After a brutal red eye from Lihue, the story starts in St Paul, where sister Lynda picked us up at the airport and put us up for the night. We hadn’t seen her for three years so it was nice to get together. Carol came down from Hinckley to see us and we got an abbreviated tour of a park in her neighborhood. How cool, to see twin fawns and their mom in the middle of the city.
in the morning before our next flight ….to Reykjavik, Iceland…..we visited a brew pub, the first all female brew pub in Minnesota. Good beer.
The second red eye landed us in Iceland, where we immediately froze our tails while waiting for the bus into the city. The latitude of Iceland is 64 degrees north and close to the arctic circle…….so surprise! It was windy and in the 40s but we negotiated public transportation to make a side trip to The Blue Lagoon to warm up. This iconic geothermal hot spring and glacial water pool is a must do in Iceland (read tourist trap) and the 100+ degree milky blue water revived us quickly. Or at least long enough to get us to our hotel. And of course the sulfurous odor of the geothermal waters is also quite stimulating!
Iceland is wild and beautiful, however it has hardly any trees, we were told that they were mostly all cut down during Viking time. Recent plantings grow slowly in that climate, so the trees that are there tend to be small. Reykjavik is noted as a party city, which means partying goes on most of the night……this coupled with sunshine for 21 hours a day makes for short nights . We were so tired though that it hardly invaded our sleep.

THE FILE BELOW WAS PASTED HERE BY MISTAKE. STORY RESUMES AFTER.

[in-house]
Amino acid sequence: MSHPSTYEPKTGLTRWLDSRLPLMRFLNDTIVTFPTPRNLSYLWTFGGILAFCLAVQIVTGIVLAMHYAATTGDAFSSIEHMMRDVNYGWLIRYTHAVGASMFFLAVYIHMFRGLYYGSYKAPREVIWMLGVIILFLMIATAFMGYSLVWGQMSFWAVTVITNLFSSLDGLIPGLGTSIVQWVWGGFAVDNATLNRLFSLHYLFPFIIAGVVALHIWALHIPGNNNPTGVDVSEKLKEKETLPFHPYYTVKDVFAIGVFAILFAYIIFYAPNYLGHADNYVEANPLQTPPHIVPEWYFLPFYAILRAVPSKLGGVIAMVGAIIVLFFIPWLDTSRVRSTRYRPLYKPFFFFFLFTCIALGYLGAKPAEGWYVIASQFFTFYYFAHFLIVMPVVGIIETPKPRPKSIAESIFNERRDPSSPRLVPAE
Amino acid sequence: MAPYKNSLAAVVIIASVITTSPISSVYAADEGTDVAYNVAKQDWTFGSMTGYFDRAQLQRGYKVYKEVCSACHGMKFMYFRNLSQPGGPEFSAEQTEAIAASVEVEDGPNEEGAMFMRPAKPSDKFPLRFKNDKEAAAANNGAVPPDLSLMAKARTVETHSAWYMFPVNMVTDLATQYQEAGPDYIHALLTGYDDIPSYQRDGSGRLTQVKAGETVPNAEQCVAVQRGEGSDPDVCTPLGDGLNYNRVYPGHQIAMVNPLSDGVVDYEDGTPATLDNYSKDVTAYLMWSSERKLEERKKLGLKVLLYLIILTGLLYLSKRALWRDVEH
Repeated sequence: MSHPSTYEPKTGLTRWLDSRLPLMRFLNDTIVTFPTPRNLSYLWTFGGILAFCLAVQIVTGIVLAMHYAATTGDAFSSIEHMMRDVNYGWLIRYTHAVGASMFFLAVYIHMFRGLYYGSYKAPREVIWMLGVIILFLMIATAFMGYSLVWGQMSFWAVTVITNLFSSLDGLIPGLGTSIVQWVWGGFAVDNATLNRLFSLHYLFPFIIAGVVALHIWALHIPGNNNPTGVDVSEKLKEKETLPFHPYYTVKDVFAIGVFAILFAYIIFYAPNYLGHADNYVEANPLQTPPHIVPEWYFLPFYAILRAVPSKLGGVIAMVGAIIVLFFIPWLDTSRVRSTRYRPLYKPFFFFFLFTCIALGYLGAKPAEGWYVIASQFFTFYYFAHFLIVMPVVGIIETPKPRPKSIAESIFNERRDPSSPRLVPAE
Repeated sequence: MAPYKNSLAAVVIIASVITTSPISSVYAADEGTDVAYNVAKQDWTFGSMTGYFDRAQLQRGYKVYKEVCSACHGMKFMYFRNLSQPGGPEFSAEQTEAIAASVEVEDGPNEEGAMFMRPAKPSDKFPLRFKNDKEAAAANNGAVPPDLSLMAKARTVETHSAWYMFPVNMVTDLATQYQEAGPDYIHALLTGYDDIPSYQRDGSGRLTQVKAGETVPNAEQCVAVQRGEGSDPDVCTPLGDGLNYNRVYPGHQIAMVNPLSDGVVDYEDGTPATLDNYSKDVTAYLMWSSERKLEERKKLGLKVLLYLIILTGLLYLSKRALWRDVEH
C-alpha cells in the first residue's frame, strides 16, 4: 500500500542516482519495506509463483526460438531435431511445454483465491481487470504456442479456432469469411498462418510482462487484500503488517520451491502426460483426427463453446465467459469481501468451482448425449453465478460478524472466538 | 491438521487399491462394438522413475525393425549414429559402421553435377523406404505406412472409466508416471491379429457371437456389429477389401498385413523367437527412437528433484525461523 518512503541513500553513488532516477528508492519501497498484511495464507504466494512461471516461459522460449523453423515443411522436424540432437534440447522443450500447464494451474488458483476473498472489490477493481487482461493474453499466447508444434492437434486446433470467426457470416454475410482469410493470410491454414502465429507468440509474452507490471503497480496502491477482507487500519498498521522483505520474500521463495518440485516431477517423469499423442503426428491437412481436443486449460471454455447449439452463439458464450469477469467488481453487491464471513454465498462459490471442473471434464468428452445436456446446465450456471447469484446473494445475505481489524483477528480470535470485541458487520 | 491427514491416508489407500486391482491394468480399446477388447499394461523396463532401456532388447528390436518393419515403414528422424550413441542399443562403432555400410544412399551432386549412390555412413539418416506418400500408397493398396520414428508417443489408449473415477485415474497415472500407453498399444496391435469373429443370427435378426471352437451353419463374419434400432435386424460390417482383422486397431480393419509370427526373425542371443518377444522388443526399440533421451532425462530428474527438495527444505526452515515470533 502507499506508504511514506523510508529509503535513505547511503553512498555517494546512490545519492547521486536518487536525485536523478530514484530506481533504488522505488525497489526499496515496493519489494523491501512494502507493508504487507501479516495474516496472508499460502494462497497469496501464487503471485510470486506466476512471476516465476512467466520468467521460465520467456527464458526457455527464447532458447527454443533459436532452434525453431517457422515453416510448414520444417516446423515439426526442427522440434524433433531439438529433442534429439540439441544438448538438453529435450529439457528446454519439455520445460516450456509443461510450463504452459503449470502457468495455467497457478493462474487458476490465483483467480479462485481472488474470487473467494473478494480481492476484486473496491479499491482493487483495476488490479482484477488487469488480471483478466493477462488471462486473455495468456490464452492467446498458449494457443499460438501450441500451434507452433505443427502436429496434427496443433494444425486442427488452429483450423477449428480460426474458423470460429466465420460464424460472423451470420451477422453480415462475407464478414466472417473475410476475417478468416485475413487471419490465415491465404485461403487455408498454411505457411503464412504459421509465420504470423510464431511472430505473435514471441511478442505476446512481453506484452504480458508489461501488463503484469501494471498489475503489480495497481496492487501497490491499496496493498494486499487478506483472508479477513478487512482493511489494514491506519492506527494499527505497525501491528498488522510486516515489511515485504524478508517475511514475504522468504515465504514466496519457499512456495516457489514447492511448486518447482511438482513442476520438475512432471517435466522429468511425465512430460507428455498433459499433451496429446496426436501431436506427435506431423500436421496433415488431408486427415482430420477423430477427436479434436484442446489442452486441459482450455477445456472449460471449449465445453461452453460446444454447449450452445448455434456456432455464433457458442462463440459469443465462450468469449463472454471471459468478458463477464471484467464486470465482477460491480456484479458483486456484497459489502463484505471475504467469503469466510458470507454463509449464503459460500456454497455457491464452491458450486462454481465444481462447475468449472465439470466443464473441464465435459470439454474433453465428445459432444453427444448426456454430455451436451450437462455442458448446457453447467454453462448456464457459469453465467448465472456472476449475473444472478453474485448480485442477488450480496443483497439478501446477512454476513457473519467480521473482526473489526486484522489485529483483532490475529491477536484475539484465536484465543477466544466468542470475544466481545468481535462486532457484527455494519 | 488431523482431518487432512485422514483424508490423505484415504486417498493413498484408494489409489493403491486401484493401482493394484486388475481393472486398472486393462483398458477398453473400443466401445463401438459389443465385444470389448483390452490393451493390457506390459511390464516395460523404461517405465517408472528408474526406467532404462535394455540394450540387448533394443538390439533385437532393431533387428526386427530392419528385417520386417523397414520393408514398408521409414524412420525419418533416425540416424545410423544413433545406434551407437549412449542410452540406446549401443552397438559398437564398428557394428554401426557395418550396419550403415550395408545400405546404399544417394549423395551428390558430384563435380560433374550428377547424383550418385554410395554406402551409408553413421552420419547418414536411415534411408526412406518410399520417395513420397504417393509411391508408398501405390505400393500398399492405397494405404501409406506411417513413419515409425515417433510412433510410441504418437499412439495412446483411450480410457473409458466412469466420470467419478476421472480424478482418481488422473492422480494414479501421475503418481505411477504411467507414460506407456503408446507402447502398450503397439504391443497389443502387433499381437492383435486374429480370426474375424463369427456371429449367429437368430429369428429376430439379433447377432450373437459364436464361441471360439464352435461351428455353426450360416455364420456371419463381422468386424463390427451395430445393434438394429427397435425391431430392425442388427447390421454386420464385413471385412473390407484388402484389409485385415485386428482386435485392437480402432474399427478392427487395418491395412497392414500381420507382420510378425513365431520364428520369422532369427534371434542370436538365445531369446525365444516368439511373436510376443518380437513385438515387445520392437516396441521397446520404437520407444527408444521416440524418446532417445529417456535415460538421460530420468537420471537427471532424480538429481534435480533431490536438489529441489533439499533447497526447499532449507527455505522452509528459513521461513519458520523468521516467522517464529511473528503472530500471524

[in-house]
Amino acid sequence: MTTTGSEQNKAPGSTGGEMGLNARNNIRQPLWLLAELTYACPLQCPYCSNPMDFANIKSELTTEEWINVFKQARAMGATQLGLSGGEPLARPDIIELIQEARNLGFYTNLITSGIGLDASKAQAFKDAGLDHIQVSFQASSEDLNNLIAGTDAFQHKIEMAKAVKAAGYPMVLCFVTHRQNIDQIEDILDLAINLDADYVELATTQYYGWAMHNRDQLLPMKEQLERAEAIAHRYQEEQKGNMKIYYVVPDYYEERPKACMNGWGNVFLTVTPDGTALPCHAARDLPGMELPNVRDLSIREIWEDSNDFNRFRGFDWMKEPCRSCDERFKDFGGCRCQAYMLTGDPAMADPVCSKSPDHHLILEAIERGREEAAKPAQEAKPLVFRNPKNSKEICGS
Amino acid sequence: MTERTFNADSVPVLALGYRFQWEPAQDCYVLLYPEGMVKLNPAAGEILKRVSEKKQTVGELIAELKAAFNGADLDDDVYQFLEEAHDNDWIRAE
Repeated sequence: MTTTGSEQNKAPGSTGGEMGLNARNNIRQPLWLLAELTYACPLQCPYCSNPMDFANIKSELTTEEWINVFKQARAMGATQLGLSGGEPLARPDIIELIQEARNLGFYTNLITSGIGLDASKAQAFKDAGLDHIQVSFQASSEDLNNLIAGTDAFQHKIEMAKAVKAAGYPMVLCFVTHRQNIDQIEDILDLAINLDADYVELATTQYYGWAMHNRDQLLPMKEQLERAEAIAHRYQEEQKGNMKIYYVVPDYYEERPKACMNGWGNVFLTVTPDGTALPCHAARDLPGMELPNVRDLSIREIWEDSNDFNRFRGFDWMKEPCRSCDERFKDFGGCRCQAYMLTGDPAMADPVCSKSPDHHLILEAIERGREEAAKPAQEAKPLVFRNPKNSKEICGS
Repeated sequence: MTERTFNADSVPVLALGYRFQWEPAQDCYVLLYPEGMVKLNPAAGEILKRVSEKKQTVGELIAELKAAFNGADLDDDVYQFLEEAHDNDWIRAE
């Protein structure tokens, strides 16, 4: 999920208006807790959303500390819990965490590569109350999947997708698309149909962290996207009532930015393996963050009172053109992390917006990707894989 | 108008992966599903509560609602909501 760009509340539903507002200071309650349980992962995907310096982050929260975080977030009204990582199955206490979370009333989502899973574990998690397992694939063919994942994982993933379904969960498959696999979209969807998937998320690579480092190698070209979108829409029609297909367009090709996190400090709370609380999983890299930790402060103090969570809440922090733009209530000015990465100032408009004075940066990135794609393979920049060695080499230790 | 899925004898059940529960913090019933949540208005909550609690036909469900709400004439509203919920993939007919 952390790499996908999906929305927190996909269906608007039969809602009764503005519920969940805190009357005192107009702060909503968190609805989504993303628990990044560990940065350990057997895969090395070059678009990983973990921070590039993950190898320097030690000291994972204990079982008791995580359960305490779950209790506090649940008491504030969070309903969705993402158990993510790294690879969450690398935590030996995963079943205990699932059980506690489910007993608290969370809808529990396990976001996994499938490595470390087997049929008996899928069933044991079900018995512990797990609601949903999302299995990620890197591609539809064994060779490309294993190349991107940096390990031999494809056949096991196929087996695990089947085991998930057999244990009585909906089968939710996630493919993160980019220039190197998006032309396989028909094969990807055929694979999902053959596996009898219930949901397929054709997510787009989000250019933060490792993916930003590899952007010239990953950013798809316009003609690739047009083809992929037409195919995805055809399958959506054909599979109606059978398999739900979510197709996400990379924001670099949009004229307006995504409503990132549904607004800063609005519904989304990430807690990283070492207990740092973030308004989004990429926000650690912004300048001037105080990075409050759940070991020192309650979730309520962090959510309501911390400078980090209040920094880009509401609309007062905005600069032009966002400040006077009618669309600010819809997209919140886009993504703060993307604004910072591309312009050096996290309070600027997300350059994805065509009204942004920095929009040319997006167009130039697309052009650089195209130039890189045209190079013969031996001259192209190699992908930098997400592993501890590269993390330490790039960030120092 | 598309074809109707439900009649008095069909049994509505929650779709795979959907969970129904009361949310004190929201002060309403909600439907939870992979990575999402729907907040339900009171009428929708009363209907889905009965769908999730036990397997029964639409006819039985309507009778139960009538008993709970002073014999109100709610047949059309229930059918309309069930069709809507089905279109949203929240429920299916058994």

Since we only had a few days in the country, we took The Golden Circle tour to get an overview. The tour lasted 6 hours and drove first to a national park that straddles the rift between the North American and Eurasian continental plates…..the scenery reminded us of Denali park in Alaska……very stark. Pingvellir is the name of the park.
The rift is separating about 1 inch a year, and there is very noticeable chasm that delineates the two continents. We continued to an area of hot springs and geysers. Like Old Faithful, one would shoot up 30 ft into the sky every 5-10 minutes. The term geyser comes from the gentleman who first described them…..in Iceland.
The last spot on the tour was a spectacular waterfall, Guillfoss, that means golden waterfall. The mist provided a rainbow when the sun came out. From that site we could see three glaciers in the distance. All in all a day well spent.
It so happened that little Iceland (pop 330,000) had made it to the quarterfinals of the Euro Cup and the entire (almost) population of the country was either in Paris or Reykjavick to cheer the team on. It was most unusual for a country so small to compete at that level, so everyone was a fan and turned out in force to watch on a big screen and cheer.
Unfortunately, Iceland lost, but the partying continued throughout the night. Note how light it is at 8 pm!